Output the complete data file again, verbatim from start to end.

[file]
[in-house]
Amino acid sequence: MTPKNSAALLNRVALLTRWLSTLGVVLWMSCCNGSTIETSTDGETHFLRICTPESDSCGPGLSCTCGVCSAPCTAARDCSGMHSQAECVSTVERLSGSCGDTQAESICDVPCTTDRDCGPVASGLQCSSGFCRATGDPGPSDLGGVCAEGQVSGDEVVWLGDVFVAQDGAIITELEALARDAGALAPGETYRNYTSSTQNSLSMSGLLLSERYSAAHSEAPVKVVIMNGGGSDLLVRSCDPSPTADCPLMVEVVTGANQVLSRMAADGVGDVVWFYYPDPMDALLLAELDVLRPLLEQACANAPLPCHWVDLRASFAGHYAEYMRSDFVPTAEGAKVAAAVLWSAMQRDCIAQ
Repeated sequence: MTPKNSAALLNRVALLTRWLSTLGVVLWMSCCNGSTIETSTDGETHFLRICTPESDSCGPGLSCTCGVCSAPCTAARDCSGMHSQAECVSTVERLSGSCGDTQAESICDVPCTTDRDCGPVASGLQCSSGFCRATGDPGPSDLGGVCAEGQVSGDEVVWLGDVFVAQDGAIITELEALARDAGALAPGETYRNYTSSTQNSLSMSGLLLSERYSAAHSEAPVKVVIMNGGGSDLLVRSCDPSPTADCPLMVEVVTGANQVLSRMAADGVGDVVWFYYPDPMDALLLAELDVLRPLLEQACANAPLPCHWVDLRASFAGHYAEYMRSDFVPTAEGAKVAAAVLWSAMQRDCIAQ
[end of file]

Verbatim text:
[in-house]
Amino acid sequence: MTPKNSAALLNRVALLTRWLSTLGVVLWMSCCNGSTIETSTDGETHFLRICTPESDSCGPGLSCTCGVCSAPCTAARDCSGMHSQAECVSTVERLSGSCGDTQAESICDVPCTTDRDCGPVASGLQCSSGFCRATGDPGPSDLGGVCAEGQVSGDEVVWLGDVFVAQDGAIITELEALARDAGALAPGETYRNYTSSTQNSLSMSGLLLSERYSAAHSEAPVKVVIMNGGGSDLLVRSCDPSPTADCPLMVEVVTGANQVLSRMAADGVGDVVWFYYPDPMDALLLAELDVLRPLLEQACANAPLPCHWVDLRASFAGHYAEYMRSDFVPTAEGAKVAAAVLWSAMQRDCIAQ
Repeated sequence: MTPKNSAALLNRVALLTRWLSTLGVVLWMSCCNGSTIETSTDGETHFLRICTPESDSCGPGLSCTCGVCSAPCTAARDCSGMHSQAECVSTVERLSGSCGDTQAESICDVPCTTDRDCGPVASGLQCSSGFCRATGDPGPSDLGGVCAEGQVSGDEVVWLGDVFVAQDGAIITELEALARDAGALAPGETYRNYTSSTQNSLSMSGLLLSERYSAAHSEAPVKVVIMNGGGSDLLVRSCDPSPTADCPLMVEVVTGANQVLSRMAADGVGDVVWFYYPDPMDALLLAELDVLRPLLEQACANAPLPCHWVDLRASFAGHYAEYMRSDFVPTAEGAKVAAAVLWSAMQRDCIAQ